Cash stuffing is an old-school budgeting technique that has been overhauled with trendy TikTok videos, colourful envelopes, and custom-made budget binders.
The method helps you have firmer control over where your money goes. We explore its mechanics, and whether it’s an option you should consider.
Tip: Understanding what you spend your money on is the first step in budget planning. Our budget calculator is a handy tool that may assist you with this.
Why resort to cash stuffing?
According to DebtBusters’ Debt Index for Q3 2023, South Africans are using 65% of their net income to service their debt. Further, Deloitte’s South African investment management outlook for 2023 notes that consumers are saving a dismal 0.5%.
“People want more control over their finances,” says Sean van Zyl, a certified financial planner at Old Mutual Personal Finance. “One way to step in is to use a budget.”
This is where cash stuffing can help.
How does it work?
Cash stuffing involves withdrawing the money you will need for the month ahead, and dividing the cash into clearly marked envelopes for budget categories such as groceries, fuel, medical expenses, entertainment, clothing, electricity, mortgage payments or rent, and savings.
“The biggest issue isn’t compiling a budget, but rather, sticking to it,” explains Van Zyl. “Cash stuffing ensures that you don’t overspend.”
Why does cash stuffing appeal to Generation Z?
Lee Hancox, head of channel and segment marketing at Sanlam, says the system’s appeal lies in the ability to physically monitor progress, and the tangible sense of organisation and control.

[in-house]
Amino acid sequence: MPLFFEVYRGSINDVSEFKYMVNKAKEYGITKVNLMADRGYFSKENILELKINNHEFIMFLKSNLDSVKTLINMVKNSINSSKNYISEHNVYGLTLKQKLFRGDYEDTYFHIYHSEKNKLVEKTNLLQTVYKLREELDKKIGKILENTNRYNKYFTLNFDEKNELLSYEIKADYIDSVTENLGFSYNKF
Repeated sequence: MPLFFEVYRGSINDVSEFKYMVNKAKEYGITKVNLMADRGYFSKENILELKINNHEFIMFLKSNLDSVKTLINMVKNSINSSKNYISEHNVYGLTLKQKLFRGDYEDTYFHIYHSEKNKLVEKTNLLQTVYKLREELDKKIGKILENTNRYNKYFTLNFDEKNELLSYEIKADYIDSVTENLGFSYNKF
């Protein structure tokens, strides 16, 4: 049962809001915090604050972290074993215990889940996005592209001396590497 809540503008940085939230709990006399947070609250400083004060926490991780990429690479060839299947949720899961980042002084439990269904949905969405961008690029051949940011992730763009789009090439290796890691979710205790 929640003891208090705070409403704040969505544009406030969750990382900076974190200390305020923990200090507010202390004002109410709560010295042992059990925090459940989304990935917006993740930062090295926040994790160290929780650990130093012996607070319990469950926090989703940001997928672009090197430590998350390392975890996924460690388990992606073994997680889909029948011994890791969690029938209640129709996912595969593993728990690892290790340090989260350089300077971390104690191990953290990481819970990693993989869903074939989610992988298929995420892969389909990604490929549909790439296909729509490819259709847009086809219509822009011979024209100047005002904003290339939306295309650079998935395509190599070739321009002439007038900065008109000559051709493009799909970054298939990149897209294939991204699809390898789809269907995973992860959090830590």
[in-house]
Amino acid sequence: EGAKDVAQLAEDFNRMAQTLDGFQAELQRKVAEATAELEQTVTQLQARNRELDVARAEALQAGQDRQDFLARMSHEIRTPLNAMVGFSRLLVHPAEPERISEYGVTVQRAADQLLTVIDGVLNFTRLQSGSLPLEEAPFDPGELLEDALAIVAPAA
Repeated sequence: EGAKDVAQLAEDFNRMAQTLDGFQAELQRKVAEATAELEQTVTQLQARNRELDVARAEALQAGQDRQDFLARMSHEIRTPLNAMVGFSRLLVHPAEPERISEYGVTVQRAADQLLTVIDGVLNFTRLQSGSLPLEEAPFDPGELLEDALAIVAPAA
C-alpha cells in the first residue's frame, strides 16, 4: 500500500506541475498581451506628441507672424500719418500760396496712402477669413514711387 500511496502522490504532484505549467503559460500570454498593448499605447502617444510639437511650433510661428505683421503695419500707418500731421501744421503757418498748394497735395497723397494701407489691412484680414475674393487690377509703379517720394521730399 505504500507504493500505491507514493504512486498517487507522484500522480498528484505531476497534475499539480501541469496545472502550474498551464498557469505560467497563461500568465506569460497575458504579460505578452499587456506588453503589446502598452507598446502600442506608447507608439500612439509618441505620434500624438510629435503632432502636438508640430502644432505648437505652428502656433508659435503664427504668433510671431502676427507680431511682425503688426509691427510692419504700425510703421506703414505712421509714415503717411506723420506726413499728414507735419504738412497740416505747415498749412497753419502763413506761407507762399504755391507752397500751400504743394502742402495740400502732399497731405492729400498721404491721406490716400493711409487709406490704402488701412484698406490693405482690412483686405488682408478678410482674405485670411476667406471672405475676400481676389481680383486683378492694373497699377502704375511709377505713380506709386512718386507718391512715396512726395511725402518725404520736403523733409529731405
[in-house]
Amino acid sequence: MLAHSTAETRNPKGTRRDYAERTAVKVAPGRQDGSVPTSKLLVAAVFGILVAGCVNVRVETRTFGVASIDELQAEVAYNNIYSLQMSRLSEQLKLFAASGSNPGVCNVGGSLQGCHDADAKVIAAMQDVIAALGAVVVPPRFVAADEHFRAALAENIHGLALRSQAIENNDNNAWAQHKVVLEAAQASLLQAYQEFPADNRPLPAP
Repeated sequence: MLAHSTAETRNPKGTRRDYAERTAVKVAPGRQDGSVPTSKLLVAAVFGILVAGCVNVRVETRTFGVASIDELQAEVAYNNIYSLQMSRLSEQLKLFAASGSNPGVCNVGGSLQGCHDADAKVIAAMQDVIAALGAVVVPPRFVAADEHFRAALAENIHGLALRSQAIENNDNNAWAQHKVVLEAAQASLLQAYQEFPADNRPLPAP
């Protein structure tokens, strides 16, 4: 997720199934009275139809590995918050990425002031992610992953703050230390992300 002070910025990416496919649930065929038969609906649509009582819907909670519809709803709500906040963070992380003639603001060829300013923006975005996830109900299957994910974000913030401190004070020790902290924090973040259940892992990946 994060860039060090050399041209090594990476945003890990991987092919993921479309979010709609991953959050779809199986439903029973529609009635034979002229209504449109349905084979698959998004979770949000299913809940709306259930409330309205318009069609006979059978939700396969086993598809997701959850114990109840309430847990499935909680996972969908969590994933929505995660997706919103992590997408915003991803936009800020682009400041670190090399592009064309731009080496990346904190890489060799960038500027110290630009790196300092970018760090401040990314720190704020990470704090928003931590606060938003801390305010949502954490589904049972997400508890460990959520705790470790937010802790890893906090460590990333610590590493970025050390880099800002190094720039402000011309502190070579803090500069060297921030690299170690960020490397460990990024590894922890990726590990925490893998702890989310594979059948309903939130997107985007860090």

“Money in a bank account is abstract and may be difficult to track,” she says. “Cash stuffing encourages budgeting and saving. It serves as a prompt to make smart decisions, and to only spend what is available.”
Katlego Mei, a financial planner at Galileo Capital, agrees. “It’s easier to remain disciplined with your spending if you can see the cash decreasing. Once it’s finished, that’s it. A bank account could easily go into overdraft and leave you in debt.”
Van Zyl adds that members of Generation Z (born in the late 1990s and early 2000s) want to avoid financial hardship resulting from high debt, living beyond their means, and not having a budget in place.
What are the pros and cons of cash stuffing?
Van Zyl and Hancox list the following advantages of cash stuffing:
- It’s a simple system that requires some initial planning, but little effort to maintain
- The constant visual reminder keeps wise spending at top of mind
- It promotes accountability for each budget category
- It can be an effective tool in debt reduction
- It helps to curb impulse spending
There are also potential disadvantages:
- Cash kept in envelopes could devalue over time
- You may incur significant cash withdrawal and deposit fees
- Cash payments are less convenient than card- and online transactions
- It’s more difficult to report on money spent
- Your money won’t earn interest or grow
- You might miss out on banking rewards or incentives
“Using cash also poses a major security risk,” warns Mei. “If your money is stolen, you’ll be behind on your commitments. For large amounts, debit orders are the best way to go.”
Is cash stuffing for you?
Some people have the discipline to stick to their budget without resorting to cash stuffing, but the method can help build financial discipline and reduce debt, Van Zyl says.
Mei recommends it as a tool to manage specific expense categories, such as entertainment and takeaways, where spending can easily add up.
“The system could improve your budgeting and money-management skills,” Hancox agrees. “However, it’s important to use saving and investment vehicles and ensure that a portion of your salary goes directly to those first.”
Tip: Find out more about how to reach your savings goals.